The Job Seekers guide to a killer profile – Land you dream job with a few simple steps


You may have all noticed that we now live in, and have done so for some time, the “Digital Age”. When it comes to your professional world and career I have no doubt that it has affected the way you do things on a daily basis compared to 1, 2, 3 or more years ago!

By “Digital Age” I mean the use of technology, computers, handheld devices, internet, social media, and mobile optimisation – basically the almost immediate ability to transfer information quickly and freely worldwide.

As a Recruiter, a huge game changer for our industry has definitely been LinkedIn. This by definition is THE professional social networking site (like Facebook, but definitely NOT Facebook!).




What I have found shocking is the amount of people who are not on board as yet (no profile at all), or who are only skimming the surface of this amazing networking tool. LinkedIn is like your public resume, it’s your Professional Brand – Don’t you want to put your best foot forward to ensure you land that dream job?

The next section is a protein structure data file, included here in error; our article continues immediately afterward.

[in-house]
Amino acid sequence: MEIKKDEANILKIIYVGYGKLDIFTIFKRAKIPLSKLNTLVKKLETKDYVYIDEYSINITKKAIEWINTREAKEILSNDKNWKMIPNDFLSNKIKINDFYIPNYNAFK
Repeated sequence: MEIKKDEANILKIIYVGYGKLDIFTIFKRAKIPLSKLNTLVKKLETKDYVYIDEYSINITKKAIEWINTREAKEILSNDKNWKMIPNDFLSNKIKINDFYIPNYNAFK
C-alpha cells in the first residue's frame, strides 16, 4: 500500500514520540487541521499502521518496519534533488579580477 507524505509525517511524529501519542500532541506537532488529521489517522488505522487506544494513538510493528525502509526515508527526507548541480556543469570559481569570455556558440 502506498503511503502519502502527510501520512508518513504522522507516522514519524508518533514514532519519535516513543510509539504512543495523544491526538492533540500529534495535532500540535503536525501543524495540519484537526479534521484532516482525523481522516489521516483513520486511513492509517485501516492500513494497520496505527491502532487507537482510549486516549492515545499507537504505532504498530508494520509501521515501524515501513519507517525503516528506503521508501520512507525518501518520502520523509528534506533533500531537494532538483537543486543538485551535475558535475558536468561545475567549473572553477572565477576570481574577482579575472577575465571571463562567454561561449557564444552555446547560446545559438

I thought I would put together a simple ‘how to’ guide to get your profile up and running, or revamp your current one to ensure you get noticed by future employers, recruiters and other like-minded professionals.









  1.  Put the Time and Effort

You must complete your profile! The wonderfully helpful team at LinkedIn actually step you through the process to ensure that you complete every field. This is important for two reasons: 1) you will be found when we’re searching for your skills and experience; and 2) That when we find you, you give us enough information to tell us how amazing you are so that we can’t wait to contact you about your potential dream job! The good news? LinkedIn will actually measure the “completeness” of your profile as you work and offer suggestions on how to make it stronger and become an “All Star” profile. Easy.


  1. Customise a few key areas